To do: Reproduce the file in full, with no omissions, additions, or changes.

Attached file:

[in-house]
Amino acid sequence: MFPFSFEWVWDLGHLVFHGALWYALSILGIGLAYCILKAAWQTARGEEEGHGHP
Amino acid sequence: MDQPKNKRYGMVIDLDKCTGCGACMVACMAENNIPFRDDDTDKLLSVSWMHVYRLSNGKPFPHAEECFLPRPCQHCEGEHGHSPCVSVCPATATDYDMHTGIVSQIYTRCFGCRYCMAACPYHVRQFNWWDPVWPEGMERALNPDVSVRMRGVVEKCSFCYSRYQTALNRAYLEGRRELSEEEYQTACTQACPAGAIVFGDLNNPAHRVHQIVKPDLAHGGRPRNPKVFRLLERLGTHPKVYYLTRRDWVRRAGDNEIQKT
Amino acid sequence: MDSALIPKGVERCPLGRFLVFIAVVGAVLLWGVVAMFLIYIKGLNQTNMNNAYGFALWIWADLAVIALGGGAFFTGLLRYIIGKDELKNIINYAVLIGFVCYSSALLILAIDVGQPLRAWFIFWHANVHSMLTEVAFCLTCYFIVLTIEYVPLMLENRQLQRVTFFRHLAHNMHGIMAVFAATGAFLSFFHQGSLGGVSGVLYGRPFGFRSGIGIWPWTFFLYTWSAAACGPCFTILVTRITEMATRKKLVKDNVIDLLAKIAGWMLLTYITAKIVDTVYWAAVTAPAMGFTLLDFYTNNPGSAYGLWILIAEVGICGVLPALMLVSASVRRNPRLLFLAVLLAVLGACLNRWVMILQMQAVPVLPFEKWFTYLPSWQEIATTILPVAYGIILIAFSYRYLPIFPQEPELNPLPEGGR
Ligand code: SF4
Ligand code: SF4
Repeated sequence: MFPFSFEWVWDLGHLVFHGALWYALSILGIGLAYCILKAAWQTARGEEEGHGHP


[in-house]
Amino acid sequence: MFPFSFEWVWDLGHLVFHGALWYALSILGIGLAYCILKAAWQTARGEEEGHGHP
Amino acid sequence: MDQPKNKRYGMVIDLDKCTGCGACMVACMAENNIPFRDDDTDKLLSVSWMHVYRLSNGKPFPHAEECFLPRPCQHCEGEHGHSPCVSVCPATATDYDMHTGIVSQIYTRCFGCRYCMAACPYHVRQFNWWDPVWPEGMERALNPDVSVRMRGVVEKCSFCYSRYQTALNRAYLEGRRELSEEEYQTACTQACPAGAIVFGDLNNPAHRVHQIVKPDLAHGGRPRNPKVFRLLERLGTHPKVYYLTRRDWVRRAGDNEIQKT
Amino acid sequence: MDSALIPKGVERCPLGRFLVFIAVVGAVLLWGVVAMFLIYIKGLNQTNMNNAYGFALWIWADLAVIALGGGAFFTGLLRYIIGKDELKNIINYAVLIGFVCYSSALLILAIDVGQPLRAWFIFWHANVHSMLTEVAFCLTCYFIVLTIEYVPLMLENRQLQRVTFFRHLAHNMHGIMAVFAATGAFLSFFHQGSLGGVSGVLYGRPFGFRSGIGIWPWTFFLYTWSAAACGPCFTILVTRITEMATRKKLVKDNVIDLLAKIAGWMLLTYITAKIVDTVYWAAVTAPAMGFTLLDFYTNNPGSAYGLWILIAEVGICGVLPALMLVSASVRRNPRLLFLAVLLAVLGACLNRWVMILQMQAVPVLPFEKWFTYLPSWQEIATTILPVAYGIILIAFSYRYLPIFPQEPELNPLPEGGR
Ligand code: SF4
Ligand code: SF4
Repeated sequence: MFPFSFEWVWDLGHLVFHGALWYALSILGIGLAYCILKAAWQTARGEEEGHGHP